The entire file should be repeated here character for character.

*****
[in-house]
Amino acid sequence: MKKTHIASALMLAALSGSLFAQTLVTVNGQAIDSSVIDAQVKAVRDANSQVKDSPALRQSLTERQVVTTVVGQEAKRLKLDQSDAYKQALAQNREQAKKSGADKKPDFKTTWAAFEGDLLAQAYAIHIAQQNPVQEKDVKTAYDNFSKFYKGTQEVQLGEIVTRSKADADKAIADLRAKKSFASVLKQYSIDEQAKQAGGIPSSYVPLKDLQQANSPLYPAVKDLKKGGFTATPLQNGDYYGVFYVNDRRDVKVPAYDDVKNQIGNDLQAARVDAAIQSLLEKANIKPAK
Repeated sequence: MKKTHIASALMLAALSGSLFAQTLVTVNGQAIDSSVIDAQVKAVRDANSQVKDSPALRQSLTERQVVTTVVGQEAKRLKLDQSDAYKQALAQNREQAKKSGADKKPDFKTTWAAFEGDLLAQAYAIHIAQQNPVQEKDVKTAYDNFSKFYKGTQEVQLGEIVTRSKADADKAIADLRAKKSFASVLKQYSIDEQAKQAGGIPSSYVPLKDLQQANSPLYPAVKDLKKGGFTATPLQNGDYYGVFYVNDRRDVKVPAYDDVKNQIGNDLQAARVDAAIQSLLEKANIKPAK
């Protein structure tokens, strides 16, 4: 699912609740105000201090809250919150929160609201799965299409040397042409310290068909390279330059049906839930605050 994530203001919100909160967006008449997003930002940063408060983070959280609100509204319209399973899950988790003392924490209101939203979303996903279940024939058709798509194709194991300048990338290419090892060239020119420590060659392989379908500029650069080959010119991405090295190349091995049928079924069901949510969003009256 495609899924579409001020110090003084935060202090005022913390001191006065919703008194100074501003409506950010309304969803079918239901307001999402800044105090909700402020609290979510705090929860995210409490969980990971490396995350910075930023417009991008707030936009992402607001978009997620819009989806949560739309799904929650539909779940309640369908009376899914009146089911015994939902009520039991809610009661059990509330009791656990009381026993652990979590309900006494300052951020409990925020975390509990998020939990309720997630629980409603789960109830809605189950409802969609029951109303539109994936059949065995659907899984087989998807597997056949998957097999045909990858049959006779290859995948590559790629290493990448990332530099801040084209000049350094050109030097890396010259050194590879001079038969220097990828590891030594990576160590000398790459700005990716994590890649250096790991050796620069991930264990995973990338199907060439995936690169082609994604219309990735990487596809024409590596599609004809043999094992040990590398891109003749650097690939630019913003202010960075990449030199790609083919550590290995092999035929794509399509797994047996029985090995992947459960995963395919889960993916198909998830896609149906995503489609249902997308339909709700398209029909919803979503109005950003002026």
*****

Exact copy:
[in-house]
Amino acid sequence: MKKTHIASALMLAALSGSLFAQTLVTVNGQAIDSSVIDAQVKAVRDANSQVKDSPALRQSLTERQVVTTVVGQEAKRLKLDQSDAYKQALAQNREQAKKSGADKKPDFKTTWAAFEGDLLAQAYAIHIAQQNPVQEKDVKTAYDNFSKFYKGTQEVQLGEIVTRSKADADKAIADLRAKKSFASVLKQYSIDEQAKQAGGIPSSYVPLKDLQQANSPLYPAVKDLKKGGFTATPLQNGDYYGVFYVNDRRDVKVPAYDDVKNQIGNDLQAARVDAAIQSLLEKANIKPAK
Repeated sequence: MKKTHIASALMLAALSGSLFAQTLVTVNGQAIDSSVIDAQVKAVRDANSQVKDSPALRQSLTERQVVTTVVGQEAKRLKLDQSDAYKQALAQNREQAKKSGADKKPDFKTTWAAFEGDLLAQAYAIHIAQQNPVQEKDVKTAYDNFSKFYKGTQEVQLGEIVTRSKADADKAIADLRAKKSFASVLKQYSIDEQAKQAGGIPSSYVPLKDLQQANSPLYPAVKDLKKGGFTATPLQNGDYYGVFYVNDRRDVKVPAYDDVKNQIGNDLQAARVDAAIQSLLEKANIKPAK
């Protein structure tokens, strides 16, 4: 699912609740105000201090809250919150929160609201799965299409040397042409310290068909390279330059049906839930605050 994530203001919100909160967006008449997003930002940063408060983070959280609100509204319209399973899950988790003392924490209101939203979303996903279940024939058709798509194709194991300048990338290419090892060239020119420590060659392989379908500029650069080959010119991405090295190349091995049928079924069901949510969003009256 495609899924579409001020110090003084935060202090005022913390001191006065919703008194100074501003409506950010309304969803079918239901307001999402800044105090909700402020609290979510705090929860995210409490969980990971490396995350910075930023417009991008707030936009992402607001978009997620819009989806949560739309799904929650539909779940309640369908009376899914009146089911015994939902009520039991809610009661059990509330009791656990009381026993652990979590309900006494300052951020409990925020975390509990998020939990309720997630629980409603789960109830809605189950409802969609029951109303539109994936059949065995659907899984087989998807597997056949998957097999045909990858049959006779290859995948590559790629290493990448990332530099801040084209000049350094050109030097890396010259050194590879001079038969220097990828590891030594990576160590000398790459700005990716994590890649250096790991050796620069991930264990995973990338199907060439995936690169082609994604219309990735990487596809024409590596599609004809043999094992040990590398891109003749650097690939630019913003202010960075990449030199790609083919550590290995092999035929794509399509797994047996029985090995992947459960995963395919889960993916198909998830896609149906995503489609249902997308339909709700398209029909919803979503109005950003002026």